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ENGL 1410: Writing the Body: Search Tips

Make a Search Strategy

Limiters

This is where you'll find limiters when searching in most databases and in OneSearch, on the left side of the page. These are some common limiters and how to use them. 

Publication Year

Use this limiter to restrict your results to recent publications.

Source or Content Type

Use this limiter to restrict your results to books, journal articles, newspaper articles, or reference books.

Subject or Discipline

Use this limiter to narrow the subject area of your results.

Scholarly or Peer Reviewed

Use this limiter to narrow your results to only scholarly and peer reviewed articles, but remember this limiter isn't fool proof. 

Full Text Online

This is one limiter you should not use. You might be able to find an article you're interested in, and the full text isn't online or isn't in that particular database. If that happens, email the article information to your class librarian or the research assistance desk to get the article another way.

Keep Two Words Together

Use quotation marks

When you have a term that includes 2 or more words, you should use quotation marks around the term to hold it together.

If you enter eating disorder into our databases or catalog, it will bring back results on just eating and on just disorders. But you want results on eating disorders, so use quote marks to let the database know you want the whole term. 

Instead enter:

"eating disorder"

Get Keywords

Why do you need keywords?

Databases, OneSearch, and the catalog don't work well if you use long phrases like, "How are certain eating disorders represented in films?" Instead, pick out the main ideas: eating disorders, represented, and films.

Why do you need so many keywords?

You'll get different results depending on which words you use, so it's important to brainstorm a variety of keywords to use in your search. Think about your main ideas that you plan to search and what related concepts or synonyms you could use. 

  • Try to mix things up - include some narrower and broader terms on your list and think about what you really mean by each term. For instance, instead of using eating disorders, I could name the less represented disorders I'm really curious about, like bingeing or bulimia.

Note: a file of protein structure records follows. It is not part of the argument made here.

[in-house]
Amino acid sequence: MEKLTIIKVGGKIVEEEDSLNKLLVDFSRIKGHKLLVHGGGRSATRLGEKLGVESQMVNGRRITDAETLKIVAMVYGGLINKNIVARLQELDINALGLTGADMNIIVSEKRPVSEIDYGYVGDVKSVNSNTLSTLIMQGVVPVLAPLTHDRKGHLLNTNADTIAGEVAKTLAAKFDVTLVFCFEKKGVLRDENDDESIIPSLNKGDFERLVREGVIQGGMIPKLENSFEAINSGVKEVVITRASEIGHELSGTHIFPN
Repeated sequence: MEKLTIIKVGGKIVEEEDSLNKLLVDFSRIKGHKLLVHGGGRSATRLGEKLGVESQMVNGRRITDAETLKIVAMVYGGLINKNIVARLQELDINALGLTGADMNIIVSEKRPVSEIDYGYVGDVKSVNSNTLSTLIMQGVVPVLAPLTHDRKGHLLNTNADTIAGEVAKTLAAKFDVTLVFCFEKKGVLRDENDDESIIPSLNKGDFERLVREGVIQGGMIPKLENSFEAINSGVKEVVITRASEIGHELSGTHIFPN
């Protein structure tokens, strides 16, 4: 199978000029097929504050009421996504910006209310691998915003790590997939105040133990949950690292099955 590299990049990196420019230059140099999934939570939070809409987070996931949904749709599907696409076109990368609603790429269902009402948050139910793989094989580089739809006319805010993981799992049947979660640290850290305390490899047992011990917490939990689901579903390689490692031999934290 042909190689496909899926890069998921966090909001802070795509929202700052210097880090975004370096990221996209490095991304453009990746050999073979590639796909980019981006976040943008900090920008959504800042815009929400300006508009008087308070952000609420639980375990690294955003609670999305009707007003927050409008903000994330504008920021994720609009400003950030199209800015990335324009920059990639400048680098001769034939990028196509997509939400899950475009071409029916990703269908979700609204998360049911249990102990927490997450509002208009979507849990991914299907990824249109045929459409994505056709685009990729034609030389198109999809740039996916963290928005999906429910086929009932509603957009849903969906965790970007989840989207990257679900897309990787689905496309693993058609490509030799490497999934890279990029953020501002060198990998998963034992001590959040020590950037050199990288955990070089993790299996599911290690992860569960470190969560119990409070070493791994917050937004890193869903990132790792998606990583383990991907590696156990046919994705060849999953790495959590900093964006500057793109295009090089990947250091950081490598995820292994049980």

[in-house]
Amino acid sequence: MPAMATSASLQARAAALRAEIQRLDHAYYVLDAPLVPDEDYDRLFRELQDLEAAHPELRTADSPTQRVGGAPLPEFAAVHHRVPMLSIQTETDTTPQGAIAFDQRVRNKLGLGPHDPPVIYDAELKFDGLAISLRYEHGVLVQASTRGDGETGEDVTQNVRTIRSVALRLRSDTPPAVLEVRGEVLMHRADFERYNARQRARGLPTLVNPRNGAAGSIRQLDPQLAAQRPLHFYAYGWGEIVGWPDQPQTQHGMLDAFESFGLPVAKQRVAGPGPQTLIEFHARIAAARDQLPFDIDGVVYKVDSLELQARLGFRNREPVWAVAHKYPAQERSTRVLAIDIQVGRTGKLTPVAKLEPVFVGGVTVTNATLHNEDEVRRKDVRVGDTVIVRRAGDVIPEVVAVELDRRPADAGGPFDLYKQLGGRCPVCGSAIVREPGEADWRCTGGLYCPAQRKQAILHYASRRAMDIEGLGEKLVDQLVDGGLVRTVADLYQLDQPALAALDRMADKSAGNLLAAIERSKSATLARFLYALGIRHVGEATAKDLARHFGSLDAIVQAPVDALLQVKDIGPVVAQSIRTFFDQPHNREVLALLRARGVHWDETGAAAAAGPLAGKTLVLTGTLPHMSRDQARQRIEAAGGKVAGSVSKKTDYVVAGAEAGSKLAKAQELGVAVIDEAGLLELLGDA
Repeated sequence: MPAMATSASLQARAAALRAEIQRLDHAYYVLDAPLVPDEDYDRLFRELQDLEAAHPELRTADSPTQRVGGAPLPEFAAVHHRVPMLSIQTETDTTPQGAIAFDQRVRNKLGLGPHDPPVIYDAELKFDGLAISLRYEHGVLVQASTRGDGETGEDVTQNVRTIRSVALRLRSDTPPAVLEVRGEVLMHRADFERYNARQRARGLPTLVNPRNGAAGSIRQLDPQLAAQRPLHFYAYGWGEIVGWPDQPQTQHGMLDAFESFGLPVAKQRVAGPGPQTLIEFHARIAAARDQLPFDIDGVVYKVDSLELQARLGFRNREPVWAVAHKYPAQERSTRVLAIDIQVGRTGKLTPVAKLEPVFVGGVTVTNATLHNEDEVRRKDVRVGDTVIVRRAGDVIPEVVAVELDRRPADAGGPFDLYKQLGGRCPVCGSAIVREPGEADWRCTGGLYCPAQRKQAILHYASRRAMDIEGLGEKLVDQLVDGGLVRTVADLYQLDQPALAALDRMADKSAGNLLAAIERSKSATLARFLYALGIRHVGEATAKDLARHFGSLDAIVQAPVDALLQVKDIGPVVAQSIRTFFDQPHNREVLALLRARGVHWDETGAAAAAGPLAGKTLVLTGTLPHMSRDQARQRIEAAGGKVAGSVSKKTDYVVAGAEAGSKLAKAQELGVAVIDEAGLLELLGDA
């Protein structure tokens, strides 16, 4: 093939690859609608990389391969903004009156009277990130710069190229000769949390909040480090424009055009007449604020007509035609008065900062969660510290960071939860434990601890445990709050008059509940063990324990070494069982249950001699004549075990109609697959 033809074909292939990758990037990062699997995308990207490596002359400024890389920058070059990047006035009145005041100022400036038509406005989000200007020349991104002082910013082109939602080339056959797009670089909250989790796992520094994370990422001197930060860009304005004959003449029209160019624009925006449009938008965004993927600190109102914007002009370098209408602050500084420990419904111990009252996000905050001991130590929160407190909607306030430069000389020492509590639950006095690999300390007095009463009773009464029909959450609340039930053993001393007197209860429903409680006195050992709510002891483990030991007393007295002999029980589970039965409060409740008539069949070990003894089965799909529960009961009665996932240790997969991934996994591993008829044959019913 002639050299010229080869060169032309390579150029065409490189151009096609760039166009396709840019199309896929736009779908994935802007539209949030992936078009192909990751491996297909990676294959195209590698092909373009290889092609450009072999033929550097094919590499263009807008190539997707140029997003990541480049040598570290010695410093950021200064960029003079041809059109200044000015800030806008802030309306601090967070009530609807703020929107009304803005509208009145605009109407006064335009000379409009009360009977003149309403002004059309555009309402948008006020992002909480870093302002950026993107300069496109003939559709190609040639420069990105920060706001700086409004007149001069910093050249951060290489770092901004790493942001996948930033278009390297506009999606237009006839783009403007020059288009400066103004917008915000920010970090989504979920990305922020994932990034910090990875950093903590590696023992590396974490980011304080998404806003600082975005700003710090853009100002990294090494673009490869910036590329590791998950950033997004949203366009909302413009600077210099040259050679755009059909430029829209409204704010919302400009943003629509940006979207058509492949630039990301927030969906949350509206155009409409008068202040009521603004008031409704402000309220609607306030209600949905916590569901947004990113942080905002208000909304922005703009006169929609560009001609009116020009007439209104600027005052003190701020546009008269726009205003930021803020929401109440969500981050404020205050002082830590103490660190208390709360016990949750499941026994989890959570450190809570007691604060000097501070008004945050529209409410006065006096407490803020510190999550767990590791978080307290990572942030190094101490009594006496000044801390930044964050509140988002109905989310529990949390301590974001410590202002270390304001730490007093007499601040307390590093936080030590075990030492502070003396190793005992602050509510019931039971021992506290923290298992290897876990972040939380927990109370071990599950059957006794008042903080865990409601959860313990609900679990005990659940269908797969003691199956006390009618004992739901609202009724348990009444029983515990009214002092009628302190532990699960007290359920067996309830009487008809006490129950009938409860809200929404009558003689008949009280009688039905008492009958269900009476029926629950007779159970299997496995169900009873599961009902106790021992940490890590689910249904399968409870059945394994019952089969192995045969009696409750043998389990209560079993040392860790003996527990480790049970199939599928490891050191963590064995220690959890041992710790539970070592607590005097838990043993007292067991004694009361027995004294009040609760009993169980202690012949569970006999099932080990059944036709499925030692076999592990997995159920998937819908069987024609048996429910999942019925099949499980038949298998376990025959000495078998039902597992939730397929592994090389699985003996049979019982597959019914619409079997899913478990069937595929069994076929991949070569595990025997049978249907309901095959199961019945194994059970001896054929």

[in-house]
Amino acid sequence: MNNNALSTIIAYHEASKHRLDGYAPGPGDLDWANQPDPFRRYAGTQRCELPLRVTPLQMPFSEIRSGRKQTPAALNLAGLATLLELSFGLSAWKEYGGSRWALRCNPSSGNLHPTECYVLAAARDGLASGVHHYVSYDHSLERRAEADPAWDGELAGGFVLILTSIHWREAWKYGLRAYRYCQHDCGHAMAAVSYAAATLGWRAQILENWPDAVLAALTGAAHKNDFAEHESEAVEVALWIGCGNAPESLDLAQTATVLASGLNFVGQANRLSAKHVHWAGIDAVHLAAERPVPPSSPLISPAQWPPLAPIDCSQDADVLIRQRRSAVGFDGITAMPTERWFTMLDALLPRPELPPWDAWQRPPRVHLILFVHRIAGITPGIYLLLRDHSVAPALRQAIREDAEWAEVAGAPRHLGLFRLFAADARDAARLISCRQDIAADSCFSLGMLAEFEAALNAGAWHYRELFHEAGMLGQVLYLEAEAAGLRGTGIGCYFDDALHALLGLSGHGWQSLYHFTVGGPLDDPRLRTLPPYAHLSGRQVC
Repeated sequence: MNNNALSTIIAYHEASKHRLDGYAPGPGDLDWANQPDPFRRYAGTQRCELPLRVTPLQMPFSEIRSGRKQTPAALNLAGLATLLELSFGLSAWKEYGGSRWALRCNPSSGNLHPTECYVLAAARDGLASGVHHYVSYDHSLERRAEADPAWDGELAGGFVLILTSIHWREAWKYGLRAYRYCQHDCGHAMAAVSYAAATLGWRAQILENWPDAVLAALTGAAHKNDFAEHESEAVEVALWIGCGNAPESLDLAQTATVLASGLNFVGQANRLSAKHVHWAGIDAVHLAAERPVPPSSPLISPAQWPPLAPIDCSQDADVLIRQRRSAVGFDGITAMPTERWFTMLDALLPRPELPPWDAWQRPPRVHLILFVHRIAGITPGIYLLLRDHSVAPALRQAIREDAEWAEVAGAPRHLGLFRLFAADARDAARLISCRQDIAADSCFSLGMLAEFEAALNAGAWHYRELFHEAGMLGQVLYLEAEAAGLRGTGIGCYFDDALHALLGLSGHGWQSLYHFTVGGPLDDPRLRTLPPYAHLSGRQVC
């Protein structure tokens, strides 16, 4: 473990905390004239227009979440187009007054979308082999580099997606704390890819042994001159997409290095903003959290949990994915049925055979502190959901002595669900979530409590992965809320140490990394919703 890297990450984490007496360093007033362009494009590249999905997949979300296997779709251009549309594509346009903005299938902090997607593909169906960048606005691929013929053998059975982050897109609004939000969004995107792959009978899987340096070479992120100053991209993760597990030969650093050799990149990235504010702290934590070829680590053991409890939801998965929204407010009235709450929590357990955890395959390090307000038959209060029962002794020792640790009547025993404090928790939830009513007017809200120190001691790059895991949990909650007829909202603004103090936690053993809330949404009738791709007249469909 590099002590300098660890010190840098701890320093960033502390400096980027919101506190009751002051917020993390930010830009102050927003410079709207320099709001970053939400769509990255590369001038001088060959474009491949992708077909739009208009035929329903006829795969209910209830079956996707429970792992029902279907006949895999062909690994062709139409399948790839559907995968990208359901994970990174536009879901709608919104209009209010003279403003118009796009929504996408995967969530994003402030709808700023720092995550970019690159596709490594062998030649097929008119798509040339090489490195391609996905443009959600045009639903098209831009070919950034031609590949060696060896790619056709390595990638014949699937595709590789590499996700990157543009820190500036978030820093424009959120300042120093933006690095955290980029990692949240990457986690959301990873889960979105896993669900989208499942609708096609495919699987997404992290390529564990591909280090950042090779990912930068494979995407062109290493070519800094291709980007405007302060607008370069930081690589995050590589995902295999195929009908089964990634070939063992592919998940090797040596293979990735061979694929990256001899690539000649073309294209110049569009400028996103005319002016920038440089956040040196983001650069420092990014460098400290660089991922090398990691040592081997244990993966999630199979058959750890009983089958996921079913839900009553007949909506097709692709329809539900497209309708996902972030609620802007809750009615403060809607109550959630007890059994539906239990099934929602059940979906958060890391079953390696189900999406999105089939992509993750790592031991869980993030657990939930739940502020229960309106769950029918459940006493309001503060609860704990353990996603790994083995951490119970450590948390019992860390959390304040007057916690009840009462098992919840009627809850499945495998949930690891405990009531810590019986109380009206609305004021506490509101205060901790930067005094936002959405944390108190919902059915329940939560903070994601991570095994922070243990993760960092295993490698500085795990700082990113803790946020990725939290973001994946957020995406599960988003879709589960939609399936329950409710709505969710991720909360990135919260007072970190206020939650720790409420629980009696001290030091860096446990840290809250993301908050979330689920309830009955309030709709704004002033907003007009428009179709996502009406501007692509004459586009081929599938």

• Avoid bias (or don't) - biased language will bring back biased results. This can be bad most of the time, but helpful if you're looking for a specific perspective. 

Where can I find more keywords?

If you're stuck trying to come up with more keywords, try one of these options out:

  • Use a reference source, like an encyclopedia, a thesaurus, or Wikipedia to find other terms.
  • Find a recent news article on your topic and look at what words they use.
  • Ask a librarian for help.

Use Boolean Operators

Word art depicting and, or, and notCombine your keywords in different ways to get better results. Link different keywords and concepts together using Boolean operators. In the pictures, your results would be the dark grey area(s) where the circles overlap.

AND 

Looks for results that include both terms. Use this to link different concepts that you want to see in the article. E.g. eating disorders AND representation.

 

 

OR

Looks for results that contain one term or the other. Use this to combine similar keywords in order to find more results. E.g. eating disorders OR bulimia OR bingeing AND representation

 

 

 

NOT

Looks for results that exclude a certain term. Use this to elminate results that talk about a related issue that you might not be interested in. E.g. eating disorders OR bulimia OR bingeing AND representation NOT anorexia